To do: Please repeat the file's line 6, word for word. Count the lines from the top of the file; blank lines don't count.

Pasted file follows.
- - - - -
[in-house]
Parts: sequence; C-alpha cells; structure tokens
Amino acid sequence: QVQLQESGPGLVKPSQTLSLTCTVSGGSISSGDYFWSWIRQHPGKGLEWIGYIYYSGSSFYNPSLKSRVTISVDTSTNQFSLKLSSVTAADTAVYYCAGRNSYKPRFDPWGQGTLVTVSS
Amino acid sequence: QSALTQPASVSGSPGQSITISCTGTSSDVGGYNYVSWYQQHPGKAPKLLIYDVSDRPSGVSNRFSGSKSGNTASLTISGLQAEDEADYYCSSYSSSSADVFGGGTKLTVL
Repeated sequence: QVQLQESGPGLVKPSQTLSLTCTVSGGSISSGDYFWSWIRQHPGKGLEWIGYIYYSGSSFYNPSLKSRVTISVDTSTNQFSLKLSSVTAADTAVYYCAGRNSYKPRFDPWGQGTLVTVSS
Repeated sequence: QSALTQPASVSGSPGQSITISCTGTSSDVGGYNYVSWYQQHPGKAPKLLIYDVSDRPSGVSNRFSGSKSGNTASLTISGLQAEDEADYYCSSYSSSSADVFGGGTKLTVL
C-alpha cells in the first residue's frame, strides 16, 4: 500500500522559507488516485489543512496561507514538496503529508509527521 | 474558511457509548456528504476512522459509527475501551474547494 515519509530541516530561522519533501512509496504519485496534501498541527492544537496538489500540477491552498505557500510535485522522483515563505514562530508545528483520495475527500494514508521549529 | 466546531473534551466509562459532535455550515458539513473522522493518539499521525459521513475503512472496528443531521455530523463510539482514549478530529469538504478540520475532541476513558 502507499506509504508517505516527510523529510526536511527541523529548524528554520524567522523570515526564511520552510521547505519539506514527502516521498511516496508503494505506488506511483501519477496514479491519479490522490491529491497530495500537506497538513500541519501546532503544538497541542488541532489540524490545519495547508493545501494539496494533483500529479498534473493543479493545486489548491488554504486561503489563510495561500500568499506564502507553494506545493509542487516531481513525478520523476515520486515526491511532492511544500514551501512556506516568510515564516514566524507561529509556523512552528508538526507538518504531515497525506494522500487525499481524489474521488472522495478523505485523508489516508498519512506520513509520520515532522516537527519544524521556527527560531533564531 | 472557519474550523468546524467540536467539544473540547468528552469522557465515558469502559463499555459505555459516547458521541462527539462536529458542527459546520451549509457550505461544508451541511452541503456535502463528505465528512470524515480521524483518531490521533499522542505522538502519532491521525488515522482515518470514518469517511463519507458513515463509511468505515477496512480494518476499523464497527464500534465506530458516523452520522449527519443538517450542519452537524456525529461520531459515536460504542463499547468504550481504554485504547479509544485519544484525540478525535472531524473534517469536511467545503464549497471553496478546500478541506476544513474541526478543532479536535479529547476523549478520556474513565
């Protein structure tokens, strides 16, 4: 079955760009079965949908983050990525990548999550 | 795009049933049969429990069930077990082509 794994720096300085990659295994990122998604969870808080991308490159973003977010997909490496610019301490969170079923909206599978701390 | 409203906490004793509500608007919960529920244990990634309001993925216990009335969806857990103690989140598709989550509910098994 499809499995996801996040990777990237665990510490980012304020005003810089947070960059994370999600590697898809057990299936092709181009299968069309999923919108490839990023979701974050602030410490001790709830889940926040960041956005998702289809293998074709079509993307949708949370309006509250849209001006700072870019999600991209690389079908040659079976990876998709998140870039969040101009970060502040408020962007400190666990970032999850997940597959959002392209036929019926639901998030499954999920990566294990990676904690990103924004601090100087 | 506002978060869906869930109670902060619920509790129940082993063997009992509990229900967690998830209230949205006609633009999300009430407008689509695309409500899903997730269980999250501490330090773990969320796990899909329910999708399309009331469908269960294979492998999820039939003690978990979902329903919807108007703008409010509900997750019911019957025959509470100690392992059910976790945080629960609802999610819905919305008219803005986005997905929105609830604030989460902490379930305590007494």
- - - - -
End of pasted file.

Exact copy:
Repeated sequence: QSALTQPASVSGSPGQSITISCTGTSSDVGGYNYVSWYQQHPGKAPKLLIYDVSDRPSGVSNRFSGSKSGNTASLTISGLQAEDEADYYCSSYSSSSADVFGGGTKLTVL